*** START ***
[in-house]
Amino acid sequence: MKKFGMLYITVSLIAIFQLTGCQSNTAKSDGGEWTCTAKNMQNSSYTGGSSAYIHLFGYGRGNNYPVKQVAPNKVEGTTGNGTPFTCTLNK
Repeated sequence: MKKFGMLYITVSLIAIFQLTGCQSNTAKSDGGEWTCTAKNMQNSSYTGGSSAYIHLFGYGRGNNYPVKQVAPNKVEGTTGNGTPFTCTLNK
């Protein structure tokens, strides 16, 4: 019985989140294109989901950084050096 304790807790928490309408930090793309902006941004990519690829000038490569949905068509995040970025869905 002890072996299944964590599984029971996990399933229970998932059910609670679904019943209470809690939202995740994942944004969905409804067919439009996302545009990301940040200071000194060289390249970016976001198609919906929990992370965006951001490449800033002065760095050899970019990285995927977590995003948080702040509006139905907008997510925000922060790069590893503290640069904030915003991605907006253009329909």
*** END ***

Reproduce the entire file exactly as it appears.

[in-house]
Amino acid sequence: MKKFGMLYITVSLIAIFQLTGCQSNTAKSDGGEWTCTAKNMQNSSYTGGSSAYIHLFGYGRGNNYPVKQVAPNKVEGTTGNGTPFTCTLNK
Repeated sequence: MKKFGMLYITVSLIAIFQLTGCQSNTAKSDGGEWTCTAKNMQNSSYTGGSSAYIHLFGYGRGNNYPVKQVAPNKVEGTTGNGTPFTCTLNK
């Protein structure tokens, strides 16, 4: 019985989140294109989901950084050096 304790807790928490309408930090793309902006941004990519690829000038490569949905068509995040970025869905 002890072996299944964590599984029971996990399933229970998932059910609670679904019943209470809690939202995740994942944004969905409804067919439009996302545009990301940040200071000194060289390249970016976001198609919906929990992370965006951001490449800033002065760095050899970019990285995927977590995003948080702040509006139905907008997510925000922060790069590893503290640069904030915003991605907006253009329909």